At issue | Aug. 9 commentary by Ellen Williams, "U.S. Postal Service undergoing financial overhaul"
At Landmark Community Newspapers, Inc., in Shelbyville, when we face tough economic times, we have to make tough decisions.
But ultimately, our goal is to grow our business by providing services that customers want and need at competitive prices.
Members of the National Newspaper Association, which publish about 2,000 community newspapers across America, do the same. I serve as its longtime Postal Committee chairman.
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That's why I want to respond on behalf of them and other mailing industries in Kentucky to the recent opinion piece by Ellen Williams of Kentucky, member of the United States Postal Service (USPS) Board of Governors.
USPS has decided to place an unnecessary burden on Kentucky's families, workers and businesses by proposing a major price increase that equals 10 times the rate of inflation.
We understand USPS is facing a decline in mail volume and revenue, but the Postal Service cannot plan its recovery on the backs of customers. We can't afford it, and it will only increase the downward spiral in postal revenue.
In 2006, Congress passed a law that prohibited the Postal Service from raising postage prices greater than the rate of inflation. The law has sound reasoning. The Postal Service is no longer allowed to raise rates to make up lost revenue or to cover its inability to manage costs.
The goal of the law was to force USPS to manage its workforce well, control costs and improve its business through innovation and new products.
Sen. Susan Collins, R.-Maine, a key author of the 2006 Postal Accountability and Enhancement Act, agreed that the proposed increase was unwarranted. In her official comments to the Postal Regulatory Commission, Collins said that the law's 'extraordinary or exceptional circumstances' test has not been met by the USPS.
During Postal Regulatory Commission hearings recently the Postal Service admitted it is not facing an immediate cash crisis, as previously claimed.
While USPS has done a fair job of taking costs out of the system by not filling jobs and by consolidating some plants, it will claim to have greatly reduced costs that way.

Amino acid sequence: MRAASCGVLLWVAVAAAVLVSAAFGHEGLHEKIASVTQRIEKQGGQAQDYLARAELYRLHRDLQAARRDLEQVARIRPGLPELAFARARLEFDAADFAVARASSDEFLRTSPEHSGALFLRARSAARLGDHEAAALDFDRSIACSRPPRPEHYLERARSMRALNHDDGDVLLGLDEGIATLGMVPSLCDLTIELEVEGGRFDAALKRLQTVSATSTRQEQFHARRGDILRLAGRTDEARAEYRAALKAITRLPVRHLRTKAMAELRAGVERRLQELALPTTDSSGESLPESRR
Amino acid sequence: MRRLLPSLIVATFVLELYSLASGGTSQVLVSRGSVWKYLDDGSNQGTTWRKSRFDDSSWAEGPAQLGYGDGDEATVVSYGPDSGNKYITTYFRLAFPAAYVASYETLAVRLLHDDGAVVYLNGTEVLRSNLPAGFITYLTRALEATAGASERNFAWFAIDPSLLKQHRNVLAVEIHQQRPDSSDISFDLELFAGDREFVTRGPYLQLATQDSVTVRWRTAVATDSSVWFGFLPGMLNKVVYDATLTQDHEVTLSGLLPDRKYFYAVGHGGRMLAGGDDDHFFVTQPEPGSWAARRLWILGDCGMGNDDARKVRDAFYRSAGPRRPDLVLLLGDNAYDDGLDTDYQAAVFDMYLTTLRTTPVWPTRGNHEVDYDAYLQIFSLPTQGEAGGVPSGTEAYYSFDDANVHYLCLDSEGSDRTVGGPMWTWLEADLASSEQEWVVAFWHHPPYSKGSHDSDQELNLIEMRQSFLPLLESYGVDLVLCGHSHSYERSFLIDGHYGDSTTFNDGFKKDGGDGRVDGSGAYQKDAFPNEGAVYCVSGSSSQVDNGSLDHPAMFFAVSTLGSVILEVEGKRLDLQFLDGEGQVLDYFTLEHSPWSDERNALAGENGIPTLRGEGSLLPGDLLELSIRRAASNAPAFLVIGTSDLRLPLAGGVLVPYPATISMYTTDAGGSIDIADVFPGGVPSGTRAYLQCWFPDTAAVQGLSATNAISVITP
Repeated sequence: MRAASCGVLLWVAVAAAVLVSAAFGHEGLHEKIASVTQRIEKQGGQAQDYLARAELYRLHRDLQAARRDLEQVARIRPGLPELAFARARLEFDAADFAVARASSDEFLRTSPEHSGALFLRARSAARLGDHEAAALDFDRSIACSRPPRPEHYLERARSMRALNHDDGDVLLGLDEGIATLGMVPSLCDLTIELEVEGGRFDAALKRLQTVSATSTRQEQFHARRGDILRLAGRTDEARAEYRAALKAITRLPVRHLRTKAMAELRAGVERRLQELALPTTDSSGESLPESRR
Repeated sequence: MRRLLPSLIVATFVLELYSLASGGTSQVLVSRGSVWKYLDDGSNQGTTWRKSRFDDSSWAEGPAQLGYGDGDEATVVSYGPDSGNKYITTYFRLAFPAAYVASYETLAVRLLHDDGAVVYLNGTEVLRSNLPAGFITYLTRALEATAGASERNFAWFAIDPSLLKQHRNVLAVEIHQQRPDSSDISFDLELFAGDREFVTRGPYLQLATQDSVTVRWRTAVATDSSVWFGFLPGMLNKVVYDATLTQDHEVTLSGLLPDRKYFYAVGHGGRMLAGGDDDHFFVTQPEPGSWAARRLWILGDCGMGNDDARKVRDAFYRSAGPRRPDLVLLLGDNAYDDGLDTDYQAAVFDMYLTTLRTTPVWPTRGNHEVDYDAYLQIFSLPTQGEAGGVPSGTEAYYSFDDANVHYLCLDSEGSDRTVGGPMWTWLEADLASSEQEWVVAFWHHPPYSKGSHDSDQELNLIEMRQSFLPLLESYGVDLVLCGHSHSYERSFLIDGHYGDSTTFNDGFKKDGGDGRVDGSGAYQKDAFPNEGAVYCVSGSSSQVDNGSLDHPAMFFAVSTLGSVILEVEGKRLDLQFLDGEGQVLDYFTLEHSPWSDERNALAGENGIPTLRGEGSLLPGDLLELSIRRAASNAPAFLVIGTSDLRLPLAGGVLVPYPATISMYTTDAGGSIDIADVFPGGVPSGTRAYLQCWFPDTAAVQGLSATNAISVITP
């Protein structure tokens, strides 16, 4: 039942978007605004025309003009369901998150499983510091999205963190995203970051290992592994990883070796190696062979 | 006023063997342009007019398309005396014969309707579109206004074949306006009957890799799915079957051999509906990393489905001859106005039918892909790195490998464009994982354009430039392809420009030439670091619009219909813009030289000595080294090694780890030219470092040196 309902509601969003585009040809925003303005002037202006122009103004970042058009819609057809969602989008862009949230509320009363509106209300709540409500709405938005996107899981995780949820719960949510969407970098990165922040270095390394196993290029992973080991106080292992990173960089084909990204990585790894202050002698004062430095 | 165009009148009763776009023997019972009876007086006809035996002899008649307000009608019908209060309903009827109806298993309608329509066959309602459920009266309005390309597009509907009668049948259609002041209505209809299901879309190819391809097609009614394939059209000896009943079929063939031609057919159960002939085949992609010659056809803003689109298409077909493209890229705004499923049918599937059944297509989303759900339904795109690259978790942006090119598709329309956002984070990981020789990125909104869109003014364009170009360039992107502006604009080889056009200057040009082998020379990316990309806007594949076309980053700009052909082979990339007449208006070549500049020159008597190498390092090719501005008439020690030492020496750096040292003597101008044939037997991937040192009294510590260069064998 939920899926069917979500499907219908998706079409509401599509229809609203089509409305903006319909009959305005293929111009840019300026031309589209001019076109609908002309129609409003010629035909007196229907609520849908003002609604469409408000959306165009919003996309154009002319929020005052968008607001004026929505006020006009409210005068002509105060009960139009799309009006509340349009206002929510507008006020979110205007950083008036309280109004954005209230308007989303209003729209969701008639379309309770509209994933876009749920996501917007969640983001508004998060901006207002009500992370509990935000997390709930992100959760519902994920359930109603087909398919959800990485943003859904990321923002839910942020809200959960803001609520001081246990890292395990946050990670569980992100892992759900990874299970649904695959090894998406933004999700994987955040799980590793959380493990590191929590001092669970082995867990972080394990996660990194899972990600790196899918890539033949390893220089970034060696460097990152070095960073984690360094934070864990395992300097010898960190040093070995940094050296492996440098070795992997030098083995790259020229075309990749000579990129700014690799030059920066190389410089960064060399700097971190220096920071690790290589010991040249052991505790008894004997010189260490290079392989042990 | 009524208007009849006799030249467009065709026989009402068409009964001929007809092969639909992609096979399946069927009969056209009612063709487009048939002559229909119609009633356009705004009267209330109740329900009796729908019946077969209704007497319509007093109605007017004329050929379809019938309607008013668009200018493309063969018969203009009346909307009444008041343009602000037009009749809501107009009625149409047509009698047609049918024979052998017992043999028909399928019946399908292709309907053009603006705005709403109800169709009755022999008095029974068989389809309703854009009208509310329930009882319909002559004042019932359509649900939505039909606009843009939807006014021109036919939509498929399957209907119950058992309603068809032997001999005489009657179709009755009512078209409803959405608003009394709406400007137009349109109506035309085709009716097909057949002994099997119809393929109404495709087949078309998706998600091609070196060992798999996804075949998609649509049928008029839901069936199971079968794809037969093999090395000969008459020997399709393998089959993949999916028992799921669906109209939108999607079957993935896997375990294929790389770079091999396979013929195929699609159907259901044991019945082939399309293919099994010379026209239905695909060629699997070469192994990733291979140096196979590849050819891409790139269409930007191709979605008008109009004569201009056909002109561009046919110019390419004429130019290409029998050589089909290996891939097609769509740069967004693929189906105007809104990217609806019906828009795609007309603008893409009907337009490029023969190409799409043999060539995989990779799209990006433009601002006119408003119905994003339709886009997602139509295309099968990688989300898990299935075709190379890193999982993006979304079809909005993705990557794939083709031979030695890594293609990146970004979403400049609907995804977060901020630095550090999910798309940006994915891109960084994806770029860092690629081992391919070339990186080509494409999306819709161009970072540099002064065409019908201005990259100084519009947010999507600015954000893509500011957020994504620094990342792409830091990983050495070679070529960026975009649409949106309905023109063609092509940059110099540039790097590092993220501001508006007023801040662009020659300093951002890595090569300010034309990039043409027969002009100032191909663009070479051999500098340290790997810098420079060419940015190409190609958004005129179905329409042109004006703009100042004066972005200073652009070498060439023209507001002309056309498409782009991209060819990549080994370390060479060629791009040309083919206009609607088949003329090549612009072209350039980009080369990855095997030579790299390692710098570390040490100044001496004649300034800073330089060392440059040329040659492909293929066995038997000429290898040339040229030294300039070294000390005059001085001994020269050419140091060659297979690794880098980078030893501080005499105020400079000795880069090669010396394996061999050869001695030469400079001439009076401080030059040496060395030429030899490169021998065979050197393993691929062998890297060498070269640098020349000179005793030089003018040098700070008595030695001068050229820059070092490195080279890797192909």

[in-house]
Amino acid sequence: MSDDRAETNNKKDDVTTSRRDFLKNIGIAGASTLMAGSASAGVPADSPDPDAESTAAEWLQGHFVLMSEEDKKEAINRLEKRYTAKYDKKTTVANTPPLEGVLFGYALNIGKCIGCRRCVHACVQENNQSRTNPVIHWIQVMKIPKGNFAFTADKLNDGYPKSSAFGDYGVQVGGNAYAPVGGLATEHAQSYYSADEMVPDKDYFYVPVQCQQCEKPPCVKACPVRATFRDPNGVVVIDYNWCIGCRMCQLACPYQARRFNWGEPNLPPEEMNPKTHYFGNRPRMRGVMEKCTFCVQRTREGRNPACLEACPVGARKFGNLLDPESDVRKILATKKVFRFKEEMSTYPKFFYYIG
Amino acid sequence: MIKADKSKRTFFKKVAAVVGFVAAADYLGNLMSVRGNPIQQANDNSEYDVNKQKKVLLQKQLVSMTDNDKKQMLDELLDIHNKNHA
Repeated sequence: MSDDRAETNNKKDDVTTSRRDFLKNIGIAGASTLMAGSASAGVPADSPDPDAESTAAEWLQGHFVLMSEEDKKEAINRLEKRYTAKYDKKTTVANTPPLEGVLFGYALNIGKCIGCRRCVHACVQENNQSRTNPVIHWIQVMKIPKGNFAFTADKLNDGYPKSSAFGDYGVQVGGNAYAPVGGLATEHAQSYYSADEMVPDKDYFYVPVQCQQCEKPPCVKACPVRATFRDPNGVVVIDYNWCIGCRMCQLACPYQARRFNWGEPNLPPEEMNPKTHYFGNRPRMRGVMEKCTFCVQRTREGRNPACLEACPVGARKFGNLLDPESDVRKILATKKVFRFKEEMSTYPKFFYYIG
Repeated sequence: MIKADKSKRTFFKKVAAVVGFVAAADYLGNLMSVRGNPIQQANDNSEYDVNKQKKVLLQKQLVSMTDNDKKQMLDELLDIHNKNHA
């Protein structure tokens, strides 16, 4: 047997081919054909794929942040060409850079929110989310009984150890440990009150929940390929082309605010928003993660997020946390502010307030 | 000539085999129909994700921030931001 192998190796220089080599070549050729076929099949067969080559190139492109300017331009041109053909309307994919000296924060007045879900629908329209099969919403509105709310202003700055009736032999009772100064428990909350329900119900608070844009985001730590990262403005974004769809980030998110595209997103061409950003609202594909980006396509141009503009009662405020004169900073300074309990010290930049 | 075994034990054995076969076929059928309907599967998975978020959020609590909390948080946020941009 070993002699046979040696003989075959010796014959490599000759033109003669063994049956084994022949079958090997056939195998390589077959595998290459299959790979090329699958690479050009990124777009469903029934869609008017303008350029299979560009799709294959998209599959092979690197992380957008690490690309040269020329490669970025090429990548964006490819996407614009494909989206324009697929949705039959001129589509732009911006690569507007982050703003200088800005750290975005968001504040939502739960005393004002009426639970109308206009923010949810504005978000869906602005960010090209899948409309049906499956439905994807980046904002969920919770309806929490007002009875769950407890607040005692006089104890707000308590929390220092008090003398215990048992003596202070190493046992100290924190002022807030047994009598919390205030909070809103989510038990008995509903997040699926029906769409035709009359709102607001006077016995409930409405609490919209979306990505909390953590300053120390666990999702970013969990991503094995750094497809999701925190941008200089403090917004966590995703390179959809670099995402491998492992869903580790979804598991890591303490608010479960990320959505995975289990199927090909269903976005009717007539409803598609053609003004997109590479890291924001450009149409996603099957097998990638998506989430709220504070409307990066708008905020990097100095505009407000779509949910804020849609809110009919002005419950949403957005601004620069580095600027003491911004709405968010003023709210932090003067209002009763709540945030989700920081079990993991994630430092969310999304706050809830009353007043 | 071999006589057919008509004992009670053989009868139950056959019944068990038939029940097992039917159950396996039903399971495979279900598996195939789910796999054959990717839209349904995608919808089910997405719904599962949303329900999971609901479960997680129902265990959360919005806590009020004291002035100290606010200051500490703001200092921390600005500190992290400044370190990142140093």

But the price of labor continued to increase when other failing industries have frozen or decreased wages, and so USPS losses continue to soar.
Rather than tackle the hard issues, USPS took the easier route and let existing contracts push up costs. Rather than renegotiating with its workers, it is looking for a quick fix. Other industries have addressed their problems jointly as management and labor, knowing sustainable jobs are possible only when the business is sound.
During 2009, the Postal Service costs per unit increased because it did not make the necessary adjustments. As any businessperson knows, if your revenue is down, you should make sure your expenses are down. Americans are making these choices at their kitchen tables and businesses all the time. But the Postal Service apparently is not.
For community newspapers that mail, our costs would increase 8 to 10 percent, which would be hard to recover from already hard-hit subscribers. Within Kentucky, there are literally thousands of jobs in the mailing industry, such as United Mail of Louisville and Bluegrass Mailing of Lexington, that are at risk if commercial mailers move to other channels, like the Internet, because USPS forces them out of the mail with high prices.
Once USPS busts the legislated rate cap, it can return to business as usual with price increases that further lower mail volume. Then USPS jobs will be even more at risk than they are now.
When sales are low, the last action one should take is to raise the price or diminish service. USPS is asking us to pay more, but we get the same delivery times, or worse.
The economic effects of this rate increase are widespread. As companies are forced to pay more, we will have to do what the Postal Service refuses to do, and that is cut costs and valuable jobs. Companies in Kentucky that rely on USPS will be forced to cut their staff's pay, hours and jobs.
It's companies, large and small, and Kentucky citizens that will help drive America out of this recession. We can't afford to have Postal Service bureaucrats in Washington jeopardize that.
And that's why we're asking citizens to take action by visiting the Affordable Mail Alliance Web site, www.affordablemailalliance.org.